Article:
What Greece and Europe Must Do for Refugees

A migrant holds the hand of a Greek Coast Guard officer near Lesbos, February 8, 2016. Reuters/Giorgos Moutafis

The chances of finding a common European answer to the refugee crisis are fading fast. Recent refugee flows into Europe have presented our society with a new institutional, political and social challenge. Important milestones, such as the Schengen Agreement, are being called into question. European countries, one after the other, have set in motion a downward spiral of harsher policies of deterrence, an escalating lack of solidarity and a deflection of blame for the management of the problem to other countries.

In this suffocating atmosphere, the refugee crisis has highlighted the key role of the Greek borders as the external frontiers of the European Union. But the current Syriza-led Greek government has aggravated the problem by underestimating its complexity, displaying an ideological obsession with an open door policy and the admission of all with no exceptions.

In particular, the naive manner in which the current Greek government treated all these migrants as asylum seekers resulted in thousands of economic immigrants claiming to be Syrians with the use of fake identification documents issued mainly on the Turkish borders.

Greece is under scrutiny today from the European institutions and the public over the way it is managing its role: securing its external borders through the so-called hotspot approach, adequate identification and registration of the arriving immigrants and the screening procedure for asylum eligibility and their secure resettlement to destination countries. Estimates as to the severity of this phenomenon are alarming.

Around one million refugees and immigrants will attempt to reach Europe via Greece in 2016, according to the office of the United Nations High Commissioner for Refugees (UNHCR). Neither Greece nor any other European country is in a position to deal with such massive numbers of arrivals, if left alone. A common and coherent proposal needs to be devised by leaders of pro-European parties from all member states at the European Council on Thursday.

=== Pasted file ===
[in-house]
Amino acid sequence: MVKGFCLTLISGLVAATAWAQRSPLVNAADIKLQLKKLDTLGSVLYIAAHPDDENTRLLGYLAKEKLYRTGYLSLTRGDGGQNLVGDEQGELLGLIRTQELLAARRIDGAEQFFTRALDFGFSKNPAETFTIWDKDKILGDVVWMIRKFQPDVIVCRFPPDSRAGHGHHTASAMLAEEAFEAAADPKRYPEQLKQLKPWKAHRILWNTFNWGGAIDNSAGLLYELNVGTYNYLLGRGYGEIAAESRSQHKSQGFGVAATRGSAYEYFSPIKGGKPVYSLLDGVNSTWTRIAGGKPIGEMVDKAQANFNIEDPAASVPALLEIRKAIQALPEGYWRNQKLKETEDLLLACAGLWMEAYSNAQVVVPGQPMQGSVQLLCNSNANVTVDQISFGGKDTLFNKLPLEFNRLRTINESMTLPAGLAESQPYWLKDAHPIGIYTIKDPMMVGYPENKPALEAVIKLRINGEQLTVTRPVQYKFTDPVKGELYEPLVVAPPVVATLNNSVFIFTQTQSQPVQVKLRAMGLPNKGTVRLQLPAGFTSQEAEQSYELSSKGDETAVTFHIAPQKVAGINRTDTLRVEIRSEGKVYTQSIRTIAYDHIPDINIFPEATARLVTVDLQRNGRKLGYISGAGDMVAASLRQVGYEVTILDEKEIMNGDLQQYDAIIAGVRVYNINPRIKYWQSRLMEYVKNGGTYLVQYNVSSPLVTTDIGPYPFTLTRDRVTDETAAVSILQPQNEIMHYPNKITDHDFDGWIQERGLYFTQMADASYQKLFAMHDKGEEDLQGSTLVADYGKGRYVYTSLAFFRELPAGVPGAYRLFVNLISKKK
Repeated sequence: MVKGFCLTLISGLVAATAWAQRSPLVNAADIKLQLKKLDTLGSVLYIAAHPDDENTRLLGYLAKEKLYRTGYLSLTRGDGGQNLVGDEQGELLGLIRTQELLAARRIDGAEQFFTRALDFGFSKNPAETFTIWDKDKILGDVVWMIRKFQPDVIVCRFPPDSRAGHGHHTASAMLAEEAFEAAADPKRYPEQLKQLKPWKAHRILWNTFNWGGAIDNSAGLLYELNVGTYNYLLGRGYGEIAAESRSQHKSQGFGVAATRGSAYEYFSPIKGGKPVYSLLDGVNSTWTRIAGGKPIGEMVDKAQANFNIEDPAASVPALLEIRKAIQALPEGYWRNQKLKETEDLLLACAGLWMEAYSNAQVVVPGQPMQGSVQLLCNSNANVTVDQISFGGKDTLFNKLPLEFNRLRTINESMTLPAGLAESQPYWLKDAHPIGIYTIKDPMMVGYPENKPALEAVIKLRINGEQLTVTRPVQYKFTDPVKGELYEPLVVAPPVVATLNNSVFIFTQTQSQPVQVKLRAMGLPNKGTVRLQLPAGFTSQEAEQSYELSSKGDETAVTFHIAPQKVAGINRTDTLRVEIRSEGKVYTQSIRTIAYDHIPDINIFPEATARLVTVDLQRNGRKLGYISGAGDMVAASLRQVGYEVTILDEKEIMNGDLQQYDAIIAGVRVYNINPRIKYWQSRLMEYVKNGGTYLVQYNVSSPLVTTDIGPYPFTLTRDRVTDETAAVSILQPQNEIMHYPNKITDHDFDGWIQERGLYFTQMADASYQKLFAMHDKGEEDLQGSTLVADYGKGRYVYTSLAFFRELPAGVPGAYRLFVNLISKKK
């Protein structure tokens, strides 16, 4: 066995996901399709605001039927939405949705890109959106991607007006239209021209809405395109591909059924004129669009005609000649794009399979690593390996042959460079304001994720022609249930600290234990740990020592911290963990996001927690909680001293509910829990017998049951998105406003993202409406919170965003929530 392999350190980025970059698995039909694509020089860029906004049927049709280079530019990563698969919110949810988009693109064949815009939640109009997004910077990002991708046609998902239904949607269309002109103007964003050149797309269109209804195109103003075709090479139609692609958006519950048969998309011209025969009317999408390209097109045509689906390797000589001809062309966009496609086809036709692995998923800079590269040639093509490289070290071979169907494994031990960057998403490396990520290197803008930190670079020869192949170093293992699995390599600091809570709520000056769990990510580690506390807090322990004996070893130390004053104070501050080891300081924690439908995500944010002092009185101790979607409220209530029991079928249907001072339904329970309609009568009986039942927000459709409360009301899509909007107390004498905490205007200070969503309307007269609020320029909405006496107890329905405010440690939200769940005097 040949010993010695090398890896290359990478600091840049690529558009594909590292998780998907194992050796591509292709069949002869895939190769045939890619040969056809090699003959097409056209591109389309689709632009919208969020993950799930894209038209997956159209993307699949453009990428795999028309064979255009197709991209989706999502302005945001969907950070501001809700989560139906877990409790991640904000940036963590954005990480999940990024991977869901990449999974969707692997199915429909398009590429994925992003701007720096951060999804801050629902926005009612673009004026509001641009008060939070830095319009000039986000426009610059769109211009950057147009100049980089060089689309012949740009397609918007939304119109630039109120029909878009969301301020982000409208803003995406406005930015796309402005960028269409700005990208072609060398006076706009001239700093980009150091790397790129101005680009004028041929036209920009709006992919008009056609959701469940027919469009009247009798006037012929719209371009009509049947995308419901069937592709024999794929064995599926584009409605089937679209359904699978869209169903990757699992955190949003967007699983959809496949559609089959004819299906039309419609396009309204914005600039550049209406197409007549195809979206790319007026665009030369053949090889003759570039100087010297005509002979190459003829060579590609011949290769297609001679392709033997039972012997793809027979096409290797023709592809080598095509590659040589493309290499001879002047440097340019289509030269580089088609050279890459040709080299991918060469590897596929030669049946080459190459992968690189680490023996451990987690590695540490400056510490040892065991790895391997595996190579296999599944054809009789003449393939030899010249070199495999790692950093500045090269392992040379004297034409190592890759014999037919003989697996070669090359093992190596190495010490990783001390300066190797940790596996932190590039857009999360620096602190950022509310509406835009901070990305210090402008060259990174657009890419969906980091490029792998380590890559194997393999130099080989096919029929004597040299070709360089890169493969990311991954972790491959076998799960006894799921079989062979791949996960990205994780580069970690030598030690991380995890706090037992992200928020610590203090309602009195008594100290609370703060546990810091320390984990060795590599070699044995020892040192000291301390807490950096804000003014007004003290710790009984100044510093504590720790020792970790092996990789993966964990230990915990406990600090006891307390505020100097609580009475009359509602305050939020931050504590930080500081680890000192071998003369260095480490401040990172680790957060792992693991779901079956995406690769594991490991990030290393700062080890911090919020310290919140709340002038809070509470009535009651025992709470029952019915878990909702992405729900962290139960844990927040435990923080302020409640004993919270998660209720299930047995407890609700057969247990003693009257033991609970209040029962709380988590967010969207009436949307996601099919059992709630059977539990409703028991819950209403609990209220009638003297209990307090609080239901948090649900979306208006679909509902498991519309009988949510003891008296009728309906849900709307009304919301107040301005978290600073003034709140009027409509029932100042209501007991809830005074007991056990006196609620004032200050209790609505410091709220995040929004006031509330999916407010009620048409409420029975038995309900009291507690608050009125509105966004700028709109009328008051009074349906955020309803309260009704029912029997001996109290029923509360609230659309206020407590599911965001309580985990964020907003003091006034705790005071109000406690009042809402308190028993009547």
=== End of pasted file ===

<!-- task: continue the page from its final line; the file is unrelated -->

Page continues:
Here are five suggestions of immediate actions that could be taken:

The rebuilding of trust among member states for the implementation of the existing decisions. A European force for emergency action should be in charge of supervising registration of incoming populations, the screening procedure for asylum eligibility, the guarantee for decent living conditions for the refugees and the coordination of their relocation to other member states.

The design of a new asylum policy should be addressed. At present, the 28 EU member states implement 28 different procedures for asylum granting, despite the common criteria. The main principle of the new regulation should be a fair and proportionate distribution of the refugees based on criteria such as population, GDP, unemployment rates and the number of applications.

The cooperation framework with Turkey must be revised. The EU disbursement of funds to Turkey should be linked to its performance on deterring refugee flows and immigrants' readmission rates, on the basis of the agreements signed with both Greece bilaterally and the EU itself.

The creation of refugee reception centers in periphery countries. One of the major reasons why refugees risk embarking for Europe is the lack of processes for granting asylum in countries such as Turkey, Lebanon and Jordan. This can be further combined with a direct EU economic aid grant to the refugees themselves for the improvement of their living conditions. In this way, the refugee smuggling and trafficking networks will be under threat because of the potential for a legal "pathway" to Europe in the medium term.

The formation of a new immigration policy aimed at the integration of a limited number of refugees and immigrants based on specific criteria in combination with an efficient repatriation policy for the rest of them. The EU has introduced a new tool in this direction, the European Blue Card, so that highly qualified immigrants are given the right to work within EU member states. A partial revision of this tool should be undertaken so that it applies to a limited number of unqualified immigrants as well.

Ioannis Kefalogiannis is a Greek MP of the Foreign Affairs Department of the New Democracy opposition party.